OK, first I have to tell you how this photo came to be. My cat is always finding new and interesting places to sleep and it takes me a while to discover them. But recently she would disappear inside the house for a few hours and then come back with her butt and tail all wet. Then, by chance, I found out where she'd been hanging out: she had started sleeping in the bathroom sink, which had a slow drip, which explained the wetness. Turns out she likes the hot water dripping on her!
I was originally going to call this posting "Keep Your Sinks Clean" because after I had shot a few frames of her (she's a very cooperative cat when it comes to photography) I noticed that the sink needed cleaning! So I had to use Photoshop to "clone away" a few dirt spots. But she still sleeps there and I want more photos of her in the sink, so now I keep the sink spotless.
But let's return to photography tips! Because the bathroom is white and there is a big mirror behind the cat, the on-camera flash was getting fooled into underexposing the shots. The camera saw all of that bright light bouncing back and thought (rightfully so) that there was more light than there really was (especially on the cat) and so it as shutting off the flash before it had enough light. The way that TTL (though-the-lens) flash works is that when you take a flash picture, the camera measures the amount of flash actually passing through the lens and hitting the sensor. If the subject is very bright, it shuts it off before the camera actually does have enough light. In this case it was causing the sink to come out gray, not white, and the cat was far too dark.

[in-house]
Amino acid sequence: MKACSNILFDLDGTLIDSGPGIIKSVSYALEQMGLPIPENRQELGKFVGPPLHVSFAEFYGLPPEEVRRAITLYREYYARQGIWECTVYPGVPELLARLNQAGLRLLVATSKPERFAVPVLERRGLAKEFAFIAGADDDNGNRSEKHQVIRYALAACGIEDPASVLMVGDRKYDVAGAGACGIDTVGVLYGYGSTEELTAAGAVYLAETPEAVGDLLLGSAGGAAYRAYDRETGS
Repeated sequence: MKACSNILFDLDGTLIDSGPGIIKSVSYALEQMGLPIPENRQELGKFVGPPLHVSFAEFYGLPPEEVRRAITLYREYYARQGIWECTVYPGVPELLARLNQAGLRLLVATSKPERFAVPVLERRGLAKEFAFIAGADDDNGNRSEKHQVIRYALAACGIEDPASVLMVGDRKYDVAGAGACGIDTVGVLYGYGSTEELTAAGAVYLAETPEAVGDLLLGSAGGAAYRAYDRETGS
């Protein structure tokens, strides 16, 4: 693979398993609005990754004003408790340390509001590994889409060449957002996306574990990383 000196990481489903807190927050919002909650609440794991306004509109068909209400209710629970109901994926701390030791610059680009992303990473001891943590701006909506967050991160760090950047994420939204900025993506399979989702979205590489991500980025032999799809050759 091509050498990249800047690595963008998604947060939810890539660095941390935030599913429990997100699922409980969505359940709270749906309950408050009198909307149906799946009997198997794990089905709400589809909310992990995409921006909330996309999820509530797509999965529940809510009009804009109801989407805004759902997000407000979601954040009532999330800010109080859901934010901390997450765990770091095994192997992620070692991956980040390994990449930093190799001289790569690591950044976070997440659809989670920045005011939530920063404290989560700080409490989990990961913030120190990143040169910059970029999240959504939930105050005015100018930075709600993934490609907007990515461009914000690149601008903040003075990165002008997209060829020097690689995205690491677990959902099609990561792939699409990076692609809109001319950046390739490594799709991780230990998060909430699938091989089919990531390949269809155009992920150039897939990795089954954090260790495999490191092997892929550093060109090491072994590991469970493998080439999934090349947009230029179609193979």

Remember, all cameras are programmed to produce subjects of a medium gray. So even if you're photographing a white sink, the camera wants to make it gray. Normally, with average-colored subjects, the camera creates a good exposure. But with subjects like a bright beach or white snow--or a white sink--the camera gets fooled.
The solution? If you're using a flash around a very bright background, use your exposure-compensation feature to add an extra stop or stop-and-a-half (experiment to see which works better) of light. I added 1.3 stops of compensation to this shot and it kept the sink white and the cat was almost perfectly exposed. I did have to lighten the cat a bit during editing, but no where near as much as I would have without the compensation.
So, today's lesson: use exposure compensation with flash in bright surroundings--and keep the sink clean!
The Night Before Chinese New Year in London
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